Shop for art objects. Detail of Santa Catalina and Santa Maria Magdalena art work of Conrad Witz, ca. 1440, Musée de Beaux Arts, Strasbourg
© Museé de Beaux Arts, Estrasburgo 

The production of carved Flemish altarpieces extends over almost two whole centuries. One might say it started around 1390 when Jacques de Baerze made some for the Champmol Charterhouse and finished around 1560-70 with the manufacture of the monumental Renaissance style altarpiece for the Roskilde Cathedral in Denmark.

This important industry targeted not only local markets, but also export and foreign sales. More than 300 polychrome decorated Flemish altarpieces made of wood are currently conserved in Europe. Most of these altarpieces are found in Belgium, followed by Sweden, France and Germany.

Part of this absolutely exceptional production of altarpieces, renowned not only for its quantity, but also for its quality, was manufactured in series and mainly came from the two outstanding artistic centres in the Duchy of Brabant: Brussels was the main production centre in the XV century and, from the 1500s, the city shared its leading role with altarpiece manufacture in Antwerp which, in fact, became very important indeed.

Flemish altarpieces attracted a great deal of attention, not only in European Courts, but also among the religious orders, wealthy Bourgeoisie and lay communities.
Some altarpieces were specifically commissioned. Accordingly, their iconography would respond to the express wishes of the donor. Other altarpieces, however, were acquired in free markets, perhaps the most well-known of which was Pand belonging to the church of Our Lady of Antwerp that had been turned into a covered marketplace in 1460 for the members of the Guild of Saint Lucas, who participate in the fabrication of altarpieces.

In order to be exported throughout Europe, the altarpieces had to be easily transportable. Consequently, they were often manufactured in separate modules or units that, like the figures they contained, could be easily assembled and unassembled. This ease of assembly and transport in turn favoured their sales and altarpieces were exported along the main trade routes, both land and sea, that existed back then. Some Flemish altarpieces were even exported to the Canary Isles, such as the one depicting the Childhood of the Holy Infant in Telde, and others were exported to the Portuguese island of Madeira.

An altarpiece is a collective work of art that should be appreciated as a whole. It is, however, made up of a series of elements that are fruit of different specialised trades and professions. In fact, carpenters, woodcarvers, manufacturers of religious figures, architectural borders decoration, gilders and cabinetmakers, who were the people who had to mount the figures within the different compartment frames, all have to collaborate in order to make an altarpiece. Last, but by no means least, were the blacksmiths who made the metal hinges used to attach the protective doors or wings to the mainframe of the altarpiece.

From the last quarter of the XV and the beginning of the XVI centuries, increased demand led to the complete reorganisation of workshops. Standards and norms made their appearance and so work in a complex manufacturing environment began. Despite all the above, certain documents that have come to light confirm that artisans and craftsmen from different Guilds and even different manufacturing centres, would sometimes collaborate and work together in the manufacture of the same altarpiece.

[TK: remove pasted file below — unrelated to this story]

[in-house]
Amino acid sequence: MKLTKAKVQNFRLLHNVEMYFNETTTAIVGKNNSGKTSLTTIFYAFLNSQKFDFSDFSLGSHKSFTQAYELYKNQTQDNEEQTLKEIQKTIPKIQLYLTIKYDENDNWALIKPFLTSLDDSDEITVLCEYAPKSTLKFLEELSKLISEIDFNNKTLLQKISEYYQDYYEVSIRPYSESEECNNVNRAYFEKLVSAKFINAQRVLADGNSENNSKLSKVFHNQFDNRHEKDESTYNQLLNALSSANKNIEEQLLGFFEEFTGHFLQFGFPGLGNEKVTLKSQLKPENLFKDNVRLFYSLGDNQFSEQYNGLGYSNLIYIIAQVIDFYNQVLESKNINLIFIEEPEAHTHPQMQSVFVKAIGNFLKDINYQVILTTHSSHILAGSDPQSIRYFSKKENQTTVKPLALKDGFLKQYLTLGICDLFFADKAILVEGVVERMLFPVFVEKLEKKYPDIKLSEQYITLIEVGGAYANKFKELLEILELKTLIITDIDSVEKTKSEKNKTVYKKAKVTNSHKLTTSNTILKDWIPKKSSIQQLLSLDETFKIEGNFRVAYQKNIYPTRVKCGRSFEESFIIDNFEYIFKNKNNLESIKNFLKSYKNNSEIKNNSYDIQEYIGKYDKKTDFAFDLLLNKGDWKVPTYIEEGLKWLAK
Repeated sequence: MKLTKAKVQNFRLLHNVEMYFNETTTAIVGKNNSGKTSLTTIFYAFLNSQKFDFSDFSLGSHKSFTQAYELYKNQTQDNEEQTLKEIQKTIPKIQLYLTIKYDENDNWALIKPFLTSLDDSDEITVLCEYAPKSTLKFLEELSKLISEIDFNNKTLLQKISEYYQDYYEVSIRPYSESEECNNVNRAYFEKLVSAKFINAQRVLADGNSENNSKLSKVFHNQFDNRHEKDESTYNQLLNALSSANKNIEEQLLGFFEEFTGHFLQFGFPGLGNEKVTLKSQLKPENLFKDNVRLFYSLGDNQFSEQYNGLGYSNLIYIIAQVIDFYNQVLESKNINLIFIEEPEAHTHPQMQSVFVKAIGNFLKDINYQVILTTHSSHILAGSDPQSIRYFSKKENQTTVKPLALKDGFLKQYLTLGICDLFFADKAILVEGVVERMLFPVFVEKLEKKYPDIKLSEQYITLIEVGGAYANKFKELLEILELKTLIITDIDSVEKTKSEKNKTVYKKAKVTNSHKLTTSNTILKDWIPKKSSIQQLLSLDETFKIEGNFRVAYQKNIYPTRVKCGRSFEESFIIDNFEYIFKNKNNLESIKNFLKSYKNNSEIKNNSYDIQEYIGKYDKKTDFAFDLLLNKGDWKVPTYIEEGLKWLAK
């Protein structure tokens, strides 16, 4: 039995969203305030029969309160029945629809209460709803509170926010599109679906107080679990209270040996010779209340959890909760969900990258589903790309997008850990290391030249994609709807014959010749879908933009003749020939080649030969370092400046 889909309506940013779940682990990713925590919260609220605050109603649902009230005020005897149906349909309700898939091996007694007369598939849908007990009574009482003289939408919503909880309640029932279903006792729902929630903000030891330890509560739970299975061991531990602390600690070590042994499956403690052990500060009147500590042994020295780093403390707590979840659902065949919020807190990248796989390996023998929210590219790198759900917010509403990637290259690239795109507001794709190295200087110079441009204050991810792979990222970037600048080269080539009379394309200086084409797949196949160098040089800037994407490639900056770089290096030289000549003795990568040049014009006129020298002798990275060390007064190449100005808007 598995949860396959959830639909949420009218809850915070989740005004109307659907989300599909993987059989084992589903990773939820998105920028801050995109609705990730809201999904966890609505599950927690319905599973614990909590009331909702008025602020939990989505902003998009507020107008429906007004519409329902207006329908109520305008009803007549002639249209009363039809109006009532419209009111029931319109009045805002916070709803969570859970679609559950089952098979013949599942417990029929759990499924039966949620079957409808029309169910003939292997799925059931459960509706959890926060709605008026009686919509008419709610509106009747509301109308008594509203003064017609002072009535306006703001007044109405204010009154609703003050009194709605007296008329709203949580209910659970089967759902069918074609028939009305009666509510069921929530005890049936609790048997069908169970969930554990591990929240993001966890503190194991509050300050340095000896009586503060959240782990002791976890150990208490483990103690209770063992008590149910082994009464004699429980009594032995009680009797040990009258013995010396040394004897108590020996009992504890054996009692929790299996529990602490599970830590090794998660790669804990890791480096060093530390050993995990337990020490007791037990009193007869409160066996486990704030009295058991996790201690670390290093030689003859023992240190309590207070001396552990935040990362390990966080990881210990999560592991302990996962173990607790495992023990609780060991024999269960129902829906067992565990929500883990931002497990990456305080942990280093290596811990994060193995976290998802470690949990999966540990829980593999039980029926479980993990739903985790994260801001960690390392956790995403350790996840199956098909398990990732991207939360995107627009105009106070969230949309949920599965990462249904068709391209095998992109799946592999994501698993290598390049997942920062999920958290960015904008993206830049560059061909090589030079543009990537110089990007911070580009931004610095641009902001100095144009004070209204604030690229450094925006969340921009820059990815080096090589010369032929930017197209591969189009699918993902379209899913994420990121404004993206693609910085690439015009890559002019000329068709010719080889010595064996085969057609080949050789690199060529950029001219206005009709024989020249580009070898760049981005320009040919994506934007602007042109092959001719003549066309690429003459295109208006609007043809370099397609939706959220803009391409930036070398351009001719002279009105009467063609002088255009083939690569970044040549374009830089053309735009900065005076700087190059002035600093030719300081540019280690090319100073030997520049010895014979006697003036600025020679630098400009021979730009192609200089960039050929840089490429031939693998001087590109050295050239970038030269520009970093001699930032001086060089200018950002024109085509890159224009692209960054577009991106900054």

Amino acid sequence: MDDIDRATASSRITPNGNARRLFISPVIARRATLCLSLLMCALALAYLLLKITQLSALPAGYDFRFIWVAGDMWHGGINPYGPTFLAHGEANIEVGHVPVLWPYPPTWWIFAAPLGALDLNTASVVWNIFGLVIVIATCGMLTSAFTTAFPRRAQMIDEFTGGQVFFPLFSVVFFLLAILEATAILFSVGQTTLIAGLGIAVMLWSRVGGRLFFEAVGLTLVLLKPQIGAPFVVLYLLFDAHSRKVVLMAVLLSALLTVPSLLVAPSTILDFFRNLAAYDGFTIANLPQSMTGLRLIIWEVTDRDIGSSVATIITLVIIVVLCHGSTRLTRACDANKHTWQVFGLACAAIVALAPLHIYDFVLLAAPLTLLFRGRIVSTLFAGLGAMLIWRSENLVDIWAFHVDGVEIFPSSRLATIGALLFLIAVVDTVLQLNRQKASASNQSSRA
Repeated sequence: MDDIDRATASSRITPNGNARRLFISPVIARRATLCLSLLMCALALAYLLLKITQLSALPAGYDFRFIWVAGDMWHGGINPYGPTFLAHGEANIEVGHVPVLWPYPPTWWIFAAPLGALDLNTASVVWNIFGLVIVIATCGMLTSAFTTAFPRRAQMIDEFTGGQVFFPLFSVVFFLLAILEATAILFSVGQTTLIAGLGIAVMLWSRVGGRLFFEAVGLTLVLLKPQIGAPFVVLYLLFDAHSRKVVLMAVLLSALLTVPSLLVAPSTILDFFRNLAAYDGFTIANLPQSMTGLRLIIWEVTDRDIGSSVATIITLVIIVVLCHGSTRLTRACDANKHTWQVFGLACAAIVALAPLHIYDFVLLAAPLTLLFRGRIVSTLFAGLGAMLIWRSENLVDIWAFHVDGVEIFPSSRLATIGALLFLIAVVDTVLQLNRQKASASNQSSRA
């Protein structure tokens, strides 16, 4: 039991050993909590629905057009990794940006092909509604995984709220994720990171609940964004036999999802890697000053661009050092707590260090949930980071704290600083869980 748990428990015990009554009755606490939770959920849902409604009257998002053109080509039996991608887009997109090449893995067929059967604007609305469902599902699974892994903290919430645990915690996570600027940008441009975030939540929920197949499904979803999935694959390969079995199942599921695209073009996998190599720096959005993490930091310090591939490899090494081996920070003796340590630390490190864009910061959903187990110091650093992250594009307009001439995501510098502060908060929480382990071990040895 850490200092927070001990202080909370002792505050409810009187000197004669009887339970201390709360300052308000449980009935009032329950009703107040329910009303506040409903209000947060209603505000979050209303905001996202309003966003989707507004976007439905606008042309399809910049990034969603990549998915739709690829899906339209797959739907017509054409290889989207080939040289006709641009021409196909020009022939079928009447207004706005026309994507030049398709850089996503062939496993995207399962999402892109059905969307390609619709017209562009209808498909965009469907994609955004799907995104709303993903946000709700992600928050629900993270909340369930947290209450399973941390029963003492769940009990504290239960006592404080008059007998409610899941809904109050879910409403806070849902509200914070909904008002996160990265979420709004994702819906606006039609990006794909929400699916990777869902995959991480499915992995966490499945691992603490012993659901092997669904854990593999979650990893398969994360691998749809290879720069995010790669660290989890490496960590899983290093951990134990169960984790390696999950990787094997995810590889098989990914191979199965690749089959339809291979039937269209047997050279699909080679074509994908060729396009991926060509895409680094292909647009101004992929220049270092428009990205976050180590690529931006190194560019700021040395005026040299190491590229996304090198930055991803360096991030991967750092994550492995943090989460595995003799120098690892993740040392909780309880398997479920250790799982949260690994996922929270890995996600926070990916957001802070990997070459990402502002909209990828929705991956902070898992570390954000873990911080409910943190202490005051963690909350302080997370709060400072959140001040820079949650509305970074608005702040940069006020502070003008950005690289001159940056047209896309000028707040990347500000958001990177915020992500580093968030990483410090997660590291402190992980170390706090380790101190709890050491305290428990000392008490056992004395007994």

Collaboration between the different Masters together with the raw materials used (pigments, silver and gold leaf, etc.) put the final price of the altarpiece up. Accordingly, an altarpiece required a strictly controlled procedure in order to be commercially viable.

For this reason, from 1454 in Brussels and 1470 in Antwerp, different hallmarks were laid down to certify both the quality of the raw materials used and the work itself. Today, of course, these same hallmarks provide us with valuable information regarding the origins of a given altarpiece. Thus, in work carried out in manufacturing centres in Brussels, a hallmark consisting of a brush between the two arms of a compass guaranteed the quality of the cabinet workers, a mallet certified the quality of the wood and sculpture and the word "BRVESEL" stamped in gold certified the quality of the polychrome decoration.

In altarpieces made in Antwerp, a hallmark consisting of a fist stamped on to the wood using a branding iron certified the quality of the wood; a castle with either two fists stamped above it or without them above the frames of the doors certified the quality of the polychrome decoration and possibly even the quality of the finished work.

Mechlin also had its own hallmarks: one depicting the three vertical stakes of the town's coat of arms for sculpture, the word "Mechelen" to certify polychrome decoration and the letter "M" stamped on gold decoration.

The use of hallmarks - condition sine qua non for any sale or delivery - represented something unique in the history of western manufacturing processes. The number of times Guild requisites and conditions were contravened, however, sometimes makes establishing the origin of altarpieces and/or any of their different parts a very difficult task indeed. Accordingly, a hallmark found in a certain spot on an altarpiece does not necessarily mean that all the different elements making up the altarpiece were produced in the same manufacturing centre.

C. Périer d’Ieteren